Fresenius Medical Care was formed in 1996 when Fresenius SE & Co. merged its dialysis business with National Medical Care to form Fresenius Medical Care. Fresenius Medical Care is the world’s largest dialysis company, based on reported revenue and the number of patients served, with a global headquarters in Bad Homburg vor der Höhe, Germany and a North American headquarters in Waltham, Massachusetts. In addition to providing dialysis services, Fresenius Medical Care also develops and manufactures a full range of dialysis equipment used at dialysis clinics.

Fresenius Medical Care owns or manages approximately 3,900 outpatient dialysis centers worldwide, which serve approximately 333,000 dialysis patients. In 2018, Fresenius Medical Care treated the majority of its patients in North America (61%). Based on the number of patients served, Fresenius Medical Care has approximately 38 percent market share in the United States. Figure 5 summarizes Fresenius Medical Care’s global dialysis services revenues by modality for 2018.[5]


American Renal Associates (“ARA”) is a large dialysis provider in the United States focused on joint ventures (“JV”) with nephrology physicians. ARA owns and operates more than 240 dialysis clinics in partnership with approximately 400 nephrologist partners treating approximately 16,500 patients in 27 states and the District of Columbia. ARA has grown through a combination of de novo clinic openings as well as through acquisitions, and the company opened 13 or more de novo clinics each year from 2014 to 2018. This clinic growth helped ARA grow treatment volume at a compound annual growth rate (“CAGR”) of 10.3 percent from 2014 to 2018.[6]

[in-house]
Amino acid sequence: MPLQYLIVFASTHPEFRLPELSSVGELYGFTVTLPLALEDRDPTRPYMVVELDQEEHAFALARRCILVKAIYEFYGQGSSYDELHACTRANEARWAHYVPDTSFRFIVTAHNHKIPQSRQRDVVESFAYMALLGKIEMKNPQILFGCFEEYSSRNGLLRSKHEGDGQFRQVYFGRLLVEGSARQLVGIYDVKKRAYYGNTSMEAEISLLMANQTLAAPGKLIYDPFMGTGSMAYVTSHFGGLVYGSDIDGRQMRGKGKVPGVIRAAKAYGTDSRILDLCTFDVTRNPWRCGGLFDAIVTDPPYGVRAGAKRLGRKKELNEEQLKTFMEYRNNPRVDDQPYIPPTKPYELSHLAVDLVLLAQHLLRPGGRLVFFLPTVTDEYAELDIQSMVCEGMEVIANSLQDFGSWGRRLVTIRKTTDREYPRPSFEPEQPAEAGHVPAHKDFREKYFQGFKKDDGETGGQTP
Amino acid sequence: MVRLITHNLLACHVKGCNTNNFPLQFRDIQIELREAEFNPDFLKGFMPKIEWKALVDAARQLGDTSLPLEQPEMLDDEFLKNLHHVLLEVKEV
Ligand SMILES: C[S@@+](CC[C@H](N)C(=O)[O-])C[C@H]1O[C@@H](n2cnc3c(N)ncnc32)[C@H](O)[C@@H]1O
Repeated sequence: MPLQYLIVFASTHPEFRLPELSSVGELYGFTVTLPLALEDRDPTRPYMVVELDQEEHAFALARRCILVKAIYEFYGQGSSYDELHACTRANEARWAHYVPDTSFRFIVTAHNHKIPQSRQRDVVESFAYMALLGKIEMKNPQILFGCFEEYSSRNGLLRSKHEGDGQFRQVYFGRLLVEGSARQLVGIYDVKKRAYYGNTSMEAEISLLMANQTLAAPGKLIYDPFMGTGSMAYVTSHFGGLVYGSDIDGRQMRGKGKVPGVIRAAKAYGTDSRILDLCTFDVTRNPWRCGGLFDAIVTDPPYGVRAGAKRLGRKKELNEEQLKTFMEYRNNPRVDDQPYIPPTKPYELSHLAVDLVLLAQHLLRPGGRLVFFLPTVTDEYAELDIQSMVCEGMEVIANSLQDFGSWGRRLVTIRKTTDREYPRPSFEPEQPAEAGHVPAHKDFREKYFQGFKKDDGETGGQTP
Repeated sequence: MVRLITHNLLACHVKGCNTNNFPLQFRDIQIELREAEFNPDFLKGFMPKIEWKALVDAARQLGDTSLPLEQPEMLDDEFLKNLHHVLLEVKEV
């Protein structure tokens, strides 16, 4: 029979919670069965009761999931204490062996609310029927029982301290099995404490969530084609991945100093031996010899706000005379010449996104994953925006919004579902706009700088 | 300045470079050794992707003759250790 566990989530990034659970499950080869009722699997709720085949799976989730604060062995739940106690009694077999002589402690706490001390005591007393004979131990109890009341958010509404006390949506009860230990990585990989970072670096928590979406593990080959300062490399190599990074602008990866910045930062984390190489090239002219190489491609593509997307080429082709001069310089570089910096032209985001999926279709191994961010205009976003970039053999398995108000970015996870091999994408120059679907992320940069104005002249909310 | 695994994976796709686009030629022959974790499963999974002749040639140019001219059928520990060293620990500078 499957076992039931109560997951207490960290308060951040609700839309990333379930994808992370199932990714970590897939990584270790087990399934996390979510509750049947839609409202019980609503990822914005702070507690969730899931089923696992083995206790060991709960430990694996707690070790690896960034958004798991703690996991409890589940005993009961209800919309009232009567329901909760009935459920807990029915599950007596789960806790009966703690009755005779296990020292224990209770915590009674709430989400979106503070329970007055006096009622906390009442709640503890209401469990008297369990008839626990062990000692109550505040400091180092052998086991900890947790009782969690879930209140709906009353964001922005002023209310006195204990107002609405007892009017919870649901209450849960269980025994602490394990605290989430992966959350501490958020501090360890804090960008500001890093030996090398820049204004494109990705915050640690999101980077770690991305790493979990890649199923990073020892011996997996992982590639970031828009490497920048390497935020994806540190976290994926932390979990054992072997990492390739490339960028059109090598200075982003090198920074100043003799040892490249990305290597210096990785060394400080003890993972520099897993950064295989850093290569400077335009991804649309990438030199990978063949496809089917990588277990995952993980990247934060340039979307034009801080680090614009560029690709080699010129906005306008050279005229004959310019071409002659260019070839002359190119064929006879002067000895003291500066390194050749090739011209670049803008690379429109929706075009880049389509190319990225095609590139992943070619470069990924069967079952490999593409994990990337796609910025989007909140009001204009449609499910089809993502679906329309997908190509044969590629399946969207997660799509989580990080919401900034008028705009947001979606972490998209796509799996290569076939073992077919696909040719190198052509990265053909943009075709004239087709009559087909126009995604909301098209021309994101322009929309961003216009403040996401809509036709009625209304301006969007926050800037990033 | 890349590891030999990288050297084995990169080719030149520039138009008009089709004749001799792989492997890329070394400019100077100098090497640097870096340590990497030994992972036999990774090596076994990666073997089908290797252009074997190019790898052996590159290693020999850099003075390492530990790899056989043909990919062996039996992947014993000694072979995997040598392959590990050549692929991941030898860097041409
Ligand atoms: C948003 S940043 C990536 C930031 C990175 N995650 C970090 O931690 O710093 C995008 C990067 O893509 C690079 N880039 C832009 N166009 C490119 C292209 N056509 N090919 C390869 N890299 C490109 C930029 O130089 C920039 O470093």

Outside of the publicly traded operators discussed above, there are few other major dialysis providers in the United States. U.S Renal Care and Dialysis Clinic, Inc. each have more than 100 outpatient dialysis centers. The remainder of the market consists of providers operating less than 100 dialysis outpatient facilities. Figures 6 and 7 outline two key financial trends of the three publicly traded dialysis providers in the United States.[7]


In 1972, Medicare was expanded to include coverage for patients with chronic kidney failure, for all patients regardless of age. For dialysis patients, Medicare covers the cost of dialysis treatments, such as in-center HD, home HD, and PD. The payments are administered through two plans, Medicare Part A (hospital insurance) and Medicare Part B (medical insurance). Most patients in need of dialysis care will qualify for and have both Medicare plans.[8] Given the universal coverage of ESRD by Medicare, providers are subject to regulatory compliance with the Stark Law and Anti-Kickback Statute and need to be mindful of these concerns when entering into arrangements or transactions.

For most patients with private health insurance, the private payor is the primary payor during the first 30 months of dialysis treatment. After the 30-month period, known as the coordination period, Medicare becomes the primary payor. Medicare covers 80 percent of the dialysis treatment cost, with the remaining expense covered by private payors and patients’ out of pocket expense.[9]

The reimbursement rates vary considerably between private payors and governmental payors. One study by researchers at UCLA that was published in JAMA found that the average reimbursement rate per treatment from private payors was $1,041, compared to $248 per treatment for governmental payors. While this study was specific to DaVita, the delta between governmental and private reimbursement rates exists throughout the industry and has led to regulatory and political backlash for dialysis clinics (discussed further in later sections).